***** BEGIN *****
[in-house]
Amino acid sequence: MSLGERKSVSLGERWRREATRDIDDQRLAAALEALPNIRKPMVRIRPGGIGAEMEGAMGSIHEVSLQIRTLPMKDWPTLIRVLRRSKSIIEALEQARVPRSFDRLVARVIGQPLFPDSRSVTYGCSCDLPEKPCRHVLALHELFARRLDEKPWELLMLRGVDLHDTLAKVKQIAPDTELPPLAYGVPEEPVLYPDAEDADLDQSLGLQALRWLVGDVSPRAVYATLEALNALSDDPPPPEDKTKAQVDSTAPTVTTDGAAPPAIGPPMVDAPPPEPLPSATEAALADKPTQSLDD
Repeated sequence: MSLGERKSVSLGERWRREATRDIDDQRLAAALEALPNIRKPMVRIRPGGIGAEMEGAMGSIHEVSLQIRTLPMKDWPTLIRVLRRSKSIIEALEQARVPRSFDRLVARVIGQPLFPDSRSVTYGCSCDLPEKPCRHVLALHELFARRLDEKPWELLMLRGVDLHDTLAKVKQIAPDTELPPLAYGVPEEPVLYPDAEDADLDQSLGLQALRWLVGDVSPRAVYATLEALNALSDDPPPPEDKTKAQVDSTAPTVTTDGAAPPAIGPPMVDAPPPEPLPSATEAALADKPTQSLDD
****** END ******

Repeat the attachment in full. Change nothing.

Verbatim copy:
[in-house]
Amino acid sequence: MSLGERKSVSLGERWRREATRDIDDQRLAAALEALPNIRKPMVRIRPGGIGAEMEGAMGSIHEVSLQIRTLPMKDWPTLIRVLRRSKSIIEALEQARVPRSFDRLVARVIGQPLFPDSRSVTYGCSCDLPEKPCRHVLALHELFARRLDEKPWELLMLRGVDLHDTLAKVKQIAPDTELPPLAYGVPEEPVLYPDAEDADLDQSLGLQALRWLVGDVSPRAVYATLEALNALSDDPPPPEDKTKAQVDSTAPTVTTDGAAPPAIGPPMVDAPPPEPLPSATEAALADKPTQSLDD
Repeated sequence: MSLGERKSVSLGERWRREATRDIDDQRLAAALEALPNIRKPMVRIRPGGIGAEMEGAMGSIHEVSLQIRTLPMKDWPTLIRVLRRSKSIIEALEQARVPRSFDRLVARVIGQPLFPDSRSVTYGCSCDLPEKPCRHVLALHELFARRLDEKPWELLMLRGVDLHDTLAKVKQIAPDTELPPLAYGVPEEPVLYPDAEDADLDQSLGLQALRWLVGDVSPRAVYATLEALNALSDDPPPPEDKTKAQVDSTAPTVTTDGAAPPAIGPPMVDAPPPEPLPSATEAALADKPTQSLDD